3. Crisis Files
This is a Nederlog of Thursday, June 22, 2017.
This is a crisis
log but it is a bit different from how it was the last four years:
I have been writing about the crisis since September 1, 2008 (in Dutch) and about
the enormous dangers of surveillance (by secret services and
by many rich commercial entities) since June 10, 2013, and I probably will
continue with it, but on the moment
I have several problems with my computer, my modem, the company that is
supposed to take care that my site is visible, and my health.
It may be that I'll be off for a few weeks, that is, I will
publish nothing or little for a few weeks. I don't know yet,
but I will keep you informed in Nederlog.
what I will do for the moment - since I am still looking at 35
sites every morning - is to list the items I selected,
but without any of my
comments. Today I selected four items, and they are below
and link to the originals, but on the moment I have no comments,
basically because that takes too much work on the moment.
As I have said above, I am writing less these weeks for
reasons. These are the
thirteenth ten of my aphoristical reactions 
There are few great men who do not make many lesser men seem stupid,
weak or incompetent. Therefore there are few great men that are truly
loved, except by their peers, who need not feel hurt by what they lack,
and who can enjoy what they have in common.
It has been said that "If in Rome, do as the Romans do". One may say as
well, or better: If with cannibals, do as the cannibals do.
There are many who pretend to love of their ennemies, or to love their
neighbours like themselves: They are as credible as those who report
they saw a griffon.
Some things just are beyond
all or most men, however desirable it would be if it were different.
Here as in many other cases: Non posse, nemo obligatur.
Why do people get bored? Because they don't have the inner resources
not to. That is also why TV is so popular: it fills the void in the
minds of most.
There are no publicly received ideas and values that have not been
trivialized, cheapened, and made common, for ordinary consumption.
Virtue is its own reward, for three reasons: First, if it were
otherwise one could set up a remunerative business in virtue; second,
because generosity is genuine only if spontaneous, and not contrived;
and third, because true virtue is so rare that it has no agreed upon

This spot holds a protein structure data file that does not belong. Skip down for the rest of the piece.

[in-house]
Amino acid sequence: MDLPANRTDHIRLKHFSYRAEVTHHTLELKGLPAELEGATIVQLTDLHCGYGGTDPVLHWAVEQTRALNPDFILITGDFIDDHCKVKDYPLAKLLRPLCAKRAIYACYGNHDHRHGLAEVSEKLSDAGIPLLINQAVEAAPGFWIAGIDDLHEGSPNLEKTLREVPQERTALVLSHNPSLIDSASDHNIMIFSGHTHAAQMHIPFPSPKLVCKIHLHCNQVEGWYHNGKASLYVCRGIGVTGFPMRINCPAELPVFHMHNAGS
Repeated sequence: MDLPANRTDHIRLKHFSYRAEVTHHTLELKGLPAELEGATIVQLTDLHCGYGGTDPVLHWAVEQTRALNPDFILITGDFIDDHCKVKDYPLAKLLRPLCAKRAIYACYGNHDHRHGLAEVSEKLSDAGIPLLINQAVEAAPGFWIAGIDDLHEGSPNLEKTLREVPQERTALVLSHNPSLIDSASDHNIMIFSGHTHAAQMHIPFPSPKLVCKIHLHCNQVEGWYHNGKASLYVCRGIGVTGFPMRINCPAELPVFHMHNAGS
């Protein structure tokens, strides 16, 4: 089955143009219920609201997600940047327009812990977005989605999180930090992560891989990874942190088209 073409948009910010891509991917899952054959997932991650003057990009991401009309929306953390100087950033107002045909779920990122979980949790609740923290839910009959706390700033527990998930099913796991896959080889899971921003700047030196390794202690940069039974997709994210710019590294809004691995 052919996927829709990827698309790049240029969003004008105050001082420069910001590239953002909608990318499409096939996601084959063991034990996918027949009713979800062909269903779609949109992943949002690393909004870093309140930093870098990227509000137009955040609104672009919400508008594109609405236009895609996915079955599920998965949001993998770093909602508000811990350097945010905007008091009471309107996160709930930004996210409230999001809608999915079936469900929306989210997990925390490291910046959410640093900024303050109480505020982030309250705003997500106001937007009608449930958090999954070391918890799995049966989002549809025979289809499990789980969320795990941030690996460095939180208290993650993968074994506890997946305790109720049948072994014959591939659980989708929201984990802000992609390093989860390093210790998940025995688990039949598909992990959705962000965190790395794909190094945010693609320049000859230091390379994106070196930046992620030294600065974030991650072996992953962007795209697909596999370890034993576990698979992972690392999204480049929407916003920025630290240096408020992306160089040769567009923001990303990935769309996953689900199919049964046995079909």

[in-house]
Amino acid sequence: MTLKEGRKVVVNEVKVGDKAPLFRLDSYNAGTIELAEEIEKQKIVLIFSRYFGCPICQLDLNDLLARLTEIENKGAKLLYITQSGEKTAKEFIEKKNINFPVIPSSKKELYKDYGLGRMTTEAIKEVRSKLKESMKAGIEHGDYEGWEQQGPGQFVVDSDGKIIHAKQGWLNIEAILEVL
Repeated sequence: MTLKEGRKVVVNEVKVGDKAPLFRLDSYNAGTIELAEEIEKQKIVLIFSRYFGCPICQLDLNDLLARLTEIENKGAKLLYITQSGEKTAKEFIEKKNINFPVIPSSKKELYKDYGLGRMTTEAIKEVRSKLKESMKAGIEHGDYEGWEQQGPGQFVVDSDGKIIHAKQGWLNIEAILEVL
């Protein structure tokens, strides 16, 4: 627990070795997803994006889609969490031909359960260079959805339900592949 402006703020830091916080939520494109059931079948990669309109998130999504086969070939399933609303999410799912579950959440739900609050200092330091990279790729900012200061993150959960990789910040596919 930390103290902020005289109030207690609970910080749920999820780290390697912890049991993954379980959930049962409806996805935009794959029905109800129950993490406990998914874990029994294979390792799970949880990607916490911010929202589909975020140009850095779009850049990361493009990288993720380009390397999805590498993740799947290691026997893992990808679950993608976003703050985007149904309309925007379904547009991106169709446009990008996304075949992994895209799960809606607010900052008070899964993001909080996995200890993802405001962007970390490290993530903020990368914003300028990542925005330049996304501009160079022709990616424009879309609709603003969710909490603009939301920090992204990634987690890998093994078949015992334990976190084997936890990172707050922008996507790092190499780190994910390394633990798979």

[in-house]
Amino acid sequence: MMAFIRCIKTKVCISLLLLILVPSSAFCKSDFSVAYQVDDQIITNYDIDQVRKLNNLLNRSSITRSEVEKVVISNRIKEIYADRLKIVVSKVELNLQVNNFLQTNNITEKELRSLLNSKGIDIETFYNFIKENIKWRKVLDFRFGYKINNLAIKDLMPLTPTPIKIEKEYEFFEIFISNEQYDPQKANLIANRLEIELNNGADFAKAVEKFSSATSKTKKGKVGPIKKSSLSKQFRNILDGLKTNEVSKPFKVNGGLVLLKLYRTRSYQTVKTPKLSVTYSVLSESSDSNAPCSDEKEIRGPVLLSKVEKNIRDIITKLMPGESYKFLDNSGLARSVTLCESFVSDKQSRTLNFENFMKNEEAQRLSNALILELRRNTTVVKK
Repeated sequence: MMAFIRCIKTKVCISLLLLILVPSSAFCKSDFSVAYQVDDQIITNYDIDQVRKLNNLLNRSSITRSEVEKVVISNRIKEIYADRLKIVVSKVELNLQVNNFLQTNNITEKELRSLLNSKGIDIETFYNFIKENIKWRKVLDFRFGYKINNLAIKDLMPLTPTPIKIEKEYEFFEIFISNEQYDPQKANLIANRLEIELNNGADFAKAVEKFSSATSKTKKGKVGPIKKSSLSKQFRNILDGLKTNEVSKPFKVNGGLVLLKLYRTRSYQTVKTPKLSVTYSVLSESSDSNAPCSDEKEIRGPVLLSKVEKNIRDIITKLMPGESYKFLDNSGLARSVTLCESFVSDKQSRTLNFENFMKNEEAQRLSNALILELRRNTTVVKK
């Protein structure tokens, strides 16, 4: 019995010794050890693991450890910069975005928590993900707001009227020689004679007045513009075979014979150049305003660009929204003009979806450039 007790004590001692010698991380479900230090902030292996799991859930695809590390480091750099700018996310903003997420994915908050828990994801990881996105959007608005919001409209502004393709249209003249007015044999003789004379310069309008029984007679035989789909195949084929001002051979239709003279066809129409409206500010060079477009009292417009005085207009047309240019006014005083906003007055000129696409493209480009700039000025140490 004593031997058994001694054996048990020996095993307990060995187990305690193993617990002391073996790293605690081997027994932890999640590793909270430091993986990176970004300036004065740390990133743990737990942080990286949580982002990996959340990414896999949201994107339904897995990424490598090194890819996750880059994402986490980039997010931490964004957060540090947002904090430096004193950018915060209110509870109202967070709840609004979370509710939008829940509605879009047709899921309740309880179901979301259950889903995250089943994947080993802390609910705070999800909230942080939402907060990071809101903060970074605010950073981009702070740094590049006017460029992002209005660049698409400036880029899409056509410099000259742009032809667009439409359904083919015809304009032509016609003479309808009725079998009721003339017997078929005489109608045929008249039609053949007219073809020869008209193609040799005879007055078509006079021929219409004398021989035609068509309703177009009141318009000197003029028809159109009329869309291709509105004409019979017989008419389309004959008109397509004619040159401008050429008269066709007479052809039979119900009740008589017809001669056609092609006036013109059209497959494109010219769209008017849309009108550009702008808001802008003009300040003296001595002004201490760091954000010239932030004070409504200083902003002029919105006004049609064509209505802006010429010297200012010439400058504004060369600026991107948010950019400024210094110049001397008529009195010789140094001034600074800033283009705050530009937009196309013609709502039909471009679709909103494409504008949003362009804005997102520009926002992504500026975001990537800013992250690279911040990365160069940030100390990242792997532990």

value, and has no market to settle its price.
If you only care for yourself, you are better of dead, for all the good
that you will intentionally do to others.
If you want to have an inkling of the realism of moral ideals, consider
Schiller's "Alle Menschen werden Brüder", that Beethoven used for his
Ninth Symphony, which these days is the anthem of the European Union:
It promises all women a sex change.
Human wisdom mostly consists of human folly or weakness that was
not recognized for what it is.
No one gets wise or good
except by valiantly trying to surmount one's own mistakes and
In most things one cannot judge properly without preparation and
There is more from where
the above comes from.
3. Crisis Files
have been writing on the crisis since September
1, 2008 (Dutch) and
with considerably more attention since June
10, 2013 (English).
If you check out the crisis index you will find that I wrote in over
eight years nearly 1600 files, that nearly all consisted of a
reference to one or more articles that were partially quoted and mostly
I will continue with that, simply because I think the crisis is
a very important social, political and economical event, but
meanwhile I have turned 67 and need a little rest,
so what I'll be doing the coming weeks (at least), is selecting 3 to 6
files from the 35
sites I consult every morning to see what's happening in the
world of politics and econonomics, and present them, but now without
Here is today's selection:
1. Media Malpractice?
all well worth reading.
2. Killer Drones and the Militarization of U.S. Foreign Policy
3. The Price that Julian Assange Pays
4. Closing Democracy’s Doors Until the People Open Them
 These are aphorisms of my own. I like them and
therefore reproduce them. Nicolas Chamfort
was French and lived from 1741-1794. He was extremely witty. (And I
admit neither he nor I are friendly about the majority.) Also, while I
say these are "ten aphorisms", there usually are more: I am speaking of
"ten" due to the original grouping (which has been deleted in this